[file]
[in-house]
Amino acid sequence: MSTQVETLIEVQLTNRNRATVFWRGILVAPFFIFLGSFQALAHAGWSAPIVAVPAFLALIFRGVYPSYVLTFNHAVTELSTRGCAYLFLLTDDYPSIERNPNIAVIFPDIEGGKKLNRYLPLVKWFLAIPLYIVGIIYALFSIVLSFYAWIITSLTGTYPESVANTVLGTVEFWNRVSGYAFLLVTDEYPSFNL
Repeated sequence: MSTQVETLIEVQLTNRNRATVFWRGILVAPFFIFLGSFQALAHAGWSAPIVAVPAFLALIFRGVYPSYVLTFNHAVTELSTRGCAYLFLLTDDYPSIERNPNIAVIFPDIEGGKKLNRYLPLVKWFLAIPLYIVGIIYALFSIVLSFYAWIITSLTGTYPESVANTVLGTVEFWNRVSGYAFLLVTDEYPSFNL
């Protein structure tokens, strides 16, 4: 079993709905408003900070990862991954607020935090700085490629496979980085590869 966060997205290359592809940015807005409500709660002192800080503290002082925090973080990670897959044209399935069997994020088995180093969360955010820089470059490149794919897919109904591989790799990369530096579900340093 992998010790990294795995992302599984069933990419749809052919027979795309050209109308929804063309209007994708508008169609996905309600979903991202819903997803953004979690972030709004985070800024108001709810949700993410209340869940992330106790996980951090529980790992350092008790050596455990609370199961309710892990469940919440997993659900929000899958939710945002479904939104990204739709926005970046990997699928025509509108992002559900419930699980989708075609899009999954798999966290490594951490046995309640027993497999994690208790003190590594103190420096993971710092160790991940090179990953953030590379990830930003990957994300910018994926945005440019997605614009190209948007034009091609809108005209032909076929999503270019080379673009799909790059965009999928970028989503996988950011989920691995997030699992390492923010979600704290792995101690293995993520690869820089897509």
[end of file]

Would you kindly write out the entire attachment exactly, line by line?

[in-house]
Amino acid sequence: MSTQVETLIEVQLTNRNRATVFWRGILVAPFFIFLGSFQALAHAGWSAPIVAVPAFLALIFRGVYPSYVLTFNHAVTELSTRGCAYLFLLTDDYPSIERNPNIAVIFPDIEGGKKLNRYLPLVKWFLAIPLYIVGIIYALFSIVLSFYAWIITSLTGTYPESVANTVLGTVEFWNRVSGYAFLLVTDEYPSFNL
Repeated sequence: MSTQVETLIEVQLTNRNRATVFWRGILVAPFFIFLGSFQALAHAGWSAPIVAVPAFLALIFRGVYPSYVLTFNHAVTELSTRGCAYLFLLTDDYPSIERNPNIAVIFPDIEGGKKLNRYLPLVKWFLAIPLYIVGIIYALFSIVLSFYAWIITSLTGTYPESVANTVLGTVEFWNRVSGYAFLLVTDEYPSFNL
């Protein structure tokens, strides 16, 4: 079993709905408003900070990862991954607020935090700085490629496979980085590869 966060997205290359592809940015807005409500709660002192800080503290002082925090973080990670897959044209399935069997994020088995180093969360955010820089470059490149794919897919109904591989790799990369530096579900340093 992998010790990294795995992302599984069933990419749809052919027979795309050209109308929804063309209007994708508008169609996905309600979903991202819903997803953004979690972030709004985070800024108001709810949700993410209340869940992330106790996980951090529980790992350092008790050596455990609370199961309710892990469940919440997993659900929000899958939710945002479904939104990204739709926005970046990997699928025509509108992002559900419930699980989708075609899009999954798999966290490594951490046995309640027993497999994690208790003190590594103190420096993971710092160790991940090179990953953030590379990830930003990957994300910018994926945005440019997605614009190209948007034009091609809108005209032909076929999503270019080379673009799909790059965009999928970028989503996988950011989920691995997030699992390492923010979600704290792995101690293995993520690869820089897509």